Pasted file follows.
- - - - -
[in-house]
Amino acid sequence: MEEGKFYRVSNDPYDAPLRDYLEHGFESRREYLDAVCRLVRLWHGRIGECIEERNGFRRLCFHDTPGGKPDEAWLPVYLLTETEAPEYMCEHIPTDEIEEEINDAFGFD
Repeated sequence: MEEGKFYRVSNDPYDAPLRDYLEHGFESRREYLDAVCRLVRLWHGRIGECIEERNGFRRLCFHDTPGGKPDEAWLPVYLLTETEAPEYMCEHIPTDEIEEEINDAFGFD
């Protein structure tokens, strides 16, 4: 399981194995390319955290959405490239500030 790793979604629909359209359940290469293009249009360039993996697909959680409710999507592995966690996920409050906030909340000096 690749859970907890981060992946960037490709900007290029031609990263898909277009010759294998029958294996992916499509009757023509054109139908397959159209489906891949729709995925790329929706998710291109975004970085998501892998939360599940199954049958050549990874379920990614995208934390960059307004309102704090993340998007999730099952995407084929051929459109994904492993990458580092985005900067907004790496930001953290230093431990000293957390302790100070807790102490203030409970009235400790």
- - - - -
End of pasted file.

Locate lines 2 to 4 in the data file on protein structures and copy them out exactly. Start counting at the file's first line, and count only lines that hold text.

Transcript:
Amino acid sequence: MEEGKFYRVSNDPYDAPLRDYLEHGFESRREYLDAVCRLVRLWHGRIGECIEERNGFRRLCFHDTPGGKPDEAWLPVYLLTETEAPEYMCEHIPTDEIEEEINDAFGFD
Repeated sequence: MEEGKFYRVSNDPYDAPLRDYLEHGFESRREYLDAVCRLVRLWHGRIGECIEERNGFRRLCFHDTPGGKPDEAWLPVYLLTETEAPEYMCEHIPTDEIEEEINDAFGFD
């Protein structure tokens, strides 16, 4: 399981194995390319955290959405490239500030 790793979604629909359209359940290469293009249009360039993996697909959680409710999507592995966690996920409050906030909340000096 690749859970907890981060992946960037490709900007290029031609990263898909277009010759294998029958294996992916499509009757023509054109139908397959159209489906891949729709995925790329929706998710291109975004970085998501892998939360599940199954049958050549990874379920990614995208934390960059307004309102704090993340998007999730099952995407084929051929459109994904492993990458580092985005900067907004790496930001953290230093431990000293957390302790100070807790102490203030409970009235400790």